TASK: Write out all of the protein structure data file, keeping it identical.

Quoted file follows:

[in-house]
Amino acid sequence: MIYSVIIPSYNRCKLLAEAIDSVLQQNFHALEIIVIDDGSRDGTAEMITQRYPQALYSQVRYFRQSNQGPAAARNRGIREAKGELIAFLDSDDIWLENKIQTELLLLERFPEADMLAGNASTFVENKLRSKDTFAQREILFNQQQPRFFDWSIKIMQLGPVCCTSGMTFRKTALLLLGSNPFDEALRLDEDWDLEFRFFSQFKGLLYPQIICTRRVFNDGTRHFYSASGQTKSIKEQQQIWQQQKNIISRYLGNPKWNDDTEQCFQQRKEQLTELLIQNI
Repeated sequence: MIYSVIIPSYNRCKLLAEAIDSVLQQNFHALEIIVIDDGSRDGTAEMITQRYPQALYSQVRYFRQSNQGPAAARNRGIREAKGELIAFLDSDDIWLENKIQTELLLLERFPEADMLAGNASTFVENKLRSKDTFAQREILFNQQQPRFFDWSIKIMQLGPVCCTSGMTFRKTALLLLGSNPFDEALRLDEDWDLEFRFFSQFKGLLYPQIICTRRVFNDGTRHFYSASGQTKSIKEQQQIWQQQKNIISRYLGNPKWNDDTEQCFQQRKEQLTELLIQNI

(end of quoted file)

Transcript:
[in-house]
Amino acid sequence: MIYSVIIPSYNRCKLLAEAIDSVLQQNFHALEIIVIDDGSRDGTAEMITQRYPQALYSQVRYFRQSNQGPAAARNRGIREAKGELIAFLDSDDIWLENKIQTELLLLERFPEADMLAGNASTFVENKLRSKDTFAQREILFNQQQPRFFDWSIKIMQLGPVCCTSGMTFRKTALLLLGSNPFDEALRLDEDWDLEFRFFSQFKGLLYPQIICTRRVFNDGTRHFYSASGQTKSIKEQQQIWQQQKNIISRYLGNPKWNDDTEQCFQQRKEQLTELLIQNI
Repeated sequence: MIYSVIIPSYNRCKLLAEAIDSVLQQNFHALEIIVIDDGSRDGTAEMITQRYPQALYSQVRYFRQSNQGPAAARNRGIREAKGELIAFLDSDDIWLENKIQTELLLLERFPEADMLAGNASTFVENKLRSKDTFAQREILFNQQQPRFFDWSIKIMQLGPVCCTSGMTFRKTALLLLGSNPFDEALRLDEDWDLEFRFFSQFKGLLYPQIICTRRVFNDGTRHFYSASGQTKSIKEQQQIWQQQKNIISRYLGNPKWNDDTEQCFQQRKEQLTELLIQNI